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Requiem for a Lightweight: Stockwell Day and Image Politics

by Trevor W. Harrison

A well-researched study of former Canadian Alliance Party leader Stockwell Day’s meteoric rise to the national spotlight, and subsequent fall to political irrelevance, Requiem for a Lightweight serves as a timely epitaph to Day’s political career. The epitaph is hardly flattering, telling a story of vicious backroom politics, charges and counter-charges, lawsuits, and mass defections.

University of Alberta professor Trevor Harrison, who has written extensively on Alberta politics, catalogues the over-the-top photo-ops (the infamous wetsuit), successes, and numerous embarrassments that have marked Day’s rollercoaster ride through Canadian politics. It’s all here, from Day incorrectly declaring that Lake Erie flows south to the satirical Internet campaign calling for a referendum to change Day’s first name to Doris.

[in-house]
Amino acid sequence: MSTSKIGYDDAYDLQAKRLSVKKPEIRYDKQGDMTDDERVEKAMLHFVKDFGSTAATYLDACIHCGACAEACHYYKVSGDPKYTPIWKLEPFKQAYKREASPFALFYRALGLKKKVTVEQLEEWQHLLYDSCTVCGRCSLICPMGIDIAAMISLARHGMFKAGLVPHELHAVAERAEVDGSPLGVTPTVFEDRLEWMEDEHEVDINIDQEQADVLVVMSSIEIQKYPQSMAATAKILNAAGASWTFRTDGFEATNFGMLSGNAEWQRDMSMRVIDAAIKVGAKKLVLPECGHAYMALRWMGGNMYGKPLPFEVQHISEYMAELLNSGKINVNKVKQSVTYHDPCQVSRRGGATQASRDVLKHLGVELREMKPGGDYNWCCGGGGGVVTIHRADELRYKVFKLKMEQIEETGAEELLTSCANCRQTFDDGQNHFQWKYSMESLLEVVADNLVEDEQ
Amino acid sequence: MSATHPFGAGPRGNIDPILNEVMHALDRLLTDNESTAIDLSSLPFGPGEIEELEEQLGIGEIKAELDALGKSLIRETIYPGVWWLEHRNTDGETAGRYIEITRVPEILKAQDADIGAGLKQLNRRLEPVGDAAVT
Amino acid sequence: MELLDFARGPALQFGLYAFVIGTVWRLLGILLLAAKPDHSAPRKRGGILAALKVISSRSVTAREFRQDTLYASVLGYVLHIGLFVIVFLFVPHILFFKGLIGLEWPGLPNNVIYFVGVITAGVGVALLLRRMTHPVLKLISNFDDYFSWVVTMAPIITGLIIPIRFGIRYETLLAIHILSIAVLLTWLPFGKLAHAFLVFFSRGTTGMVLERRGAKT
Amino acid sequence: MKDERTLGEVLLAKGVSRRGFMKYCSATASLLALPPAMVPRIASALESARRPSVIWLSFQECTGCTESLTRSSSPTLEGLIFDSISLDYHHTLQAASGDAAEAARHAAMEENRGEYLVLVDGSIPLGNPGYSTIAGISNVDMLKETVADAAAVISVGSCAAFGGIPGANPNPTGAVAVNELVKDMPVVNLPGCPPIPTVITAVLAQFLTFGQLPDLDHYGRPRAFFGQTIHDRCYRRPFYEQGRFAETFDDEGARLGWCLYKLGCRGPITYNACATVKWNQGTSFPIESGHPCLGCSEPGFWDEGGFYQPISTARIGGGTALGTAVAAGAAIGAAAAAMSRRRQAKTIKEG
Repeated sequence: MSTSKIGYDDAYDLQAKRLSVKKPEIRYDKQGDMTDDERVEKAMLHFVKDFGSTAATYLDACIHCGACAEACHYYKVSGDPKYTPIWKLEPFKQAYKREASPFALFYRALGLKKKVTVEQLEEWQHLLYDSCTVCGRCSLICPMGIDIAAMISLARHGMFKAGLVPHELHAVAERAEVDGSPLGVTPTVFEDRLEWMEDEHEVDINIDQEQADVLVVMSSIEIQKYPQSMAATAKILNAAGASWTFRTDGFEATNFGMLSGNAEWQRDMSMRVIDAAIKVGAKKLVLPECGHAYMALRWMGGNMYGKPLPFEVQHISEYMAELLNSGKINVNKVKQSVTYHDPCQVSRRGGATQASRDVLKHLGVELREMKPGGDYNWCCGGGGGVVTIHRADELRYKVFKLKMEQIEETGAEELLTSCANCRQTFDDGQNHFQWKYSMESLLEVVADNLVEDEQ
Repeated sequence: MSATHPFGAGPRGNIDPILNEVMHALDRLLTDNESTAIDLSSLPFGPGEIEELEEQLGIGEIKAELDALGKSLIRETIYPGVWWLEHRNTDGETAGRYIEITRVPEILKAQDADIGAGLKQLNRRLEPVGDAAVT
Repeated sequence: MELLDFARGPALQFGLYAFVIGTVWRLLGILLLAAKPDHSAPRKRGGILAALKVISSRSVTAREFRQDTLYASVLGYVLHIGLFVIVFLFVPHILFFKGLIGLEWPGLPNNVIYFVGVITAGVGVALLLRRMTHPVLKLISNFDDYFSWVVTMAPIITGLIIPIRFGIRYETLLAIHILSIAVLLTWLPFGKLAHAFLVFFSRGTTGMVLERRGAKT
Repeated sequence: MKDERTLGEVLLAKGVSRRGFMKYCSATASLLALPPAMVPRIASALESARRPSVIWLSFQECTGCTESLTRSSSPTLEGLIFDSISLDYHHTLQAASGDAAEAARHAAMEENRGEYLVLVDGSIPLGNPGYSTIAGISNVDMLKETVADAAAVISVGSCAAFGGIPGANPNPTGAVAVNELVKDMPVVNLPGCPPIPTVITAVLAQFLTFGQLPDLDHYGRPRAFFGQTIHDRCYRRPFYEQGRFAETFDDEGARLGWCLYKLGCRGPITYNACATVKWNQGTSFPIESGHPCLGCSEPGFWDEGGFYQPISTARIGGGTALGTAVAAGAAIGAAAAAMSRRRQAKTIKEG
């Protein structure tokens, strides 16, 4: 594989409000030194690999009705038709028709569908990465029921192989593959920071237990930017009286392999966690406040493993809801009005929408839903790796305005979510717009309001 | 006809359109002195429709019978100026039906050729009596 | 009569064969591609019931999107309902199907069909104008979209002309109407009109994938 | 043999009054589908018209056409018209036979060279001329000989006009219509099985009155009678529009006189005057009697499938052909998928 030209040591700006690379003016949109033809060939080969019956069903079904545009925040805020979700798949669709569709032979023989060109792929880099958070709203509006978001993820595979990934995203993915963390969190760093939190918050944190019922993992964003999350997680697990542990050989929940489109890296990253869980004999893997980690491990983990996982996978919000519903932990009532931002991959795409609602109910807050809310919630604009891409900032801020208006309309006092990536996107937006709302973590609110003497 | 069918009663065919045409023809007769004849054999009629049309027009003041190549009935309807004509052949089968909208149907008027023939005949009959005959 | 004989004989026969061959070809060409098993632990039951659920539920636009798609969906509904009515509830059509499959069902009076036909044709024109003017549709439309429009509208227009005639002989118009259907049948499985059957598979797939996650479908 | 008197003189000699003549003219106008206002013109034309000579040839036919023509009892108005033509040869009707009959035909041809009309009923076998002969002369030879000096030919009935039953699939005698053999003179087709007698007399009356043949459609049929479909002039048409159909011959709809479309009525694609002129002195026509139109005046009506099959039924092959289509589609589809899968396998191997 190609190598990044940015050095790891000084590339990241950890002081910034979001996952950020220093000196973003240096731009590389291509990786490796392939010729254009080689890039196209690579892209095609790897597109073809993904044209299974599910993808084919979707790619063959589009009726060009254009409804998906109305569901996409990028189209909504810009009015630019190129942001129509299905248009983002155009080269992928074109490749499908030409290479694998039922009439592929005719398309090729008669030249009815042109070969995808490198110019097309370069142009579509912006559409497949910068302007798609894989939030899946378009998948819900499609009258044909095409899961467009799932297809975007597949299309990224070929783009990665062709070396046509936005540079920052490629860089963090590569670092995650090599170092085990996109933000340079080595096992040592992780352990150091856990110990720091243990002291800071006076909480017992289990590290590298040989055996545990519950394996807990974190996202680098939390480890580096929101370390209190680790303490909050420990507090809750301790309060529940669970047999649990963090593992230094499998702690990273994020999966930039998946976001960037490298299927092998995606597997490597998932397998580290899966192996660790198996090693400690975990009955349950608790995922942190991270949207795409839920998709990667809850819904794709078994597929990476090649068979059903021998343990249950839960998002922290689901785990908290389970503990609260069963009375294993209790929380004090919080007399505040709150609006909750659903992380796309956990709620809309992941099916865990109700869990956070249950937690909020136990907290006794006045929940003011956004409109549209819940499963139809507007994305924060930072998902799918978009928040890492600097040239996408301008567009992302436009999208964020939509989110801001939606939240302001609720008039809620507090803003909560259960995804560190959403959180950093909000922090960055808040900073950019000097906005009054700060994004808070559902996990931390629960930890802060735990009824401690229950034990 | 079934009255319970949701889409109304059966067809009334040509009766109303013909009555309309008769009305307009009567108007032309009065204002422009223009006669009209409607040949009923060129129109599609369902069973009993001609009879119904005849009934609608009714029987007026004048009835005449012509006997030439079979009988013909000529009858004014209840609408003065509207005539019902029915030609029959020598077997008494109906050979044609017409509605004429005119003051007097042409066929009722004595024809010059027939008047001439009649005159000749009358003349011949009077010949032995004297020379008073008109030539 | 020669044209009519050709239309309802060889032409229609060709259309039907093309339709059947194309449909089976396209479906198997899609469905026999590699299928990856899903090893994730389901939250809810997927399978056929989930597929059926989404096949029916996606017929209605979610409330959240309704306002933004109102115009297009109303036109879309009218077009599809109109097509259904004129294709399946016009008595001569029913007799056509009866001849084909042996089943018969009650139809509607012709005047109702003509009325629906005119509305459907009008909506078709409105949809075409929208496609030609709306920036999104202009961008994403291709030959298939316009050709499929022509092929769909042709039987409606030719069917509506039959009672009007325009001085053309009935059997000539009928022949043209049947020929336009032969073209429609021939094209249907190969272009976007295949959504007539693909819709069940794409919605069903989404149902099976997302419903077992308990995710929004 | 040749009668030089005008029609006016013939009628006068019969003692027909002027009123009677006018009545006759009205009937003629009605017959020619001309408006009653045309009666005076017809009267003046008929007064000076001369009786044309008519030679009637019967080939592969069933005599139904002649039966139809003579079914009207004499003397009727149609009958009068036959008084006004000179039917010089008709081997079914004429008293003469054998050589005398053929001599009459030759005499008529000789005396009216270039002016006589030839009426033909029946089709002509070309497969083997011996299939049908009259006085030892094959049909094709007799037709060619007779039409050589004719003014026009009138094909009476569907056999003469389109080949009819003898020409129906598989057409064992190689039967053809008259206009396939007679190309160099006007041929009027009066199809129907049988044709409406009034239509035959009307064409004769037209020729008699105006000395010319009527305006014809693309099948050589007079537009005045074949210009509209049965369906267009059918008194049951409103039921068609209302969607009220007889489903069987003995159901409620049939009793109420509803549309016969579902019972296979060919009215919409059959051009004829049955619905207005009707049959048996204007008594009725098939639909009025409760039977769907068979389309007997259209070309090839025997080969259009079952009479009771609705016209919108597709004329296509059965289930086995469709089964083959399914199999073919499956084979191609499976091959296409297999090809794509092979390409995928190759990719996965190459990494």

The conclusion is that Day is more style than substance, a media creation who happened to fit the bill for the nation’s right-wing media and corporate backers, but who got out of line when he began to believe his own grandiose press releases. Like a featherweight boxer who suddenly finds himself in the ring with a true pugilist, Day stumbles and falls in the national arena, refusing to listen to the pleas to just stay down for the count.

Unfortunately, Harrison’s writing suffers from the same lack of true charisma and substance that saddles Day, leaving the reader with the sense of ennui one might experience reading a politician’s resumé. While Harrison admirably presents an accessible work that could easily have strayed into the realm of academic study, he’s gone too far in the other direction, merely skimming the surface of events. This cursory treatment cheats readers out of the thorough examination that would nail down the shadowy phenomenon of Stockwell Day.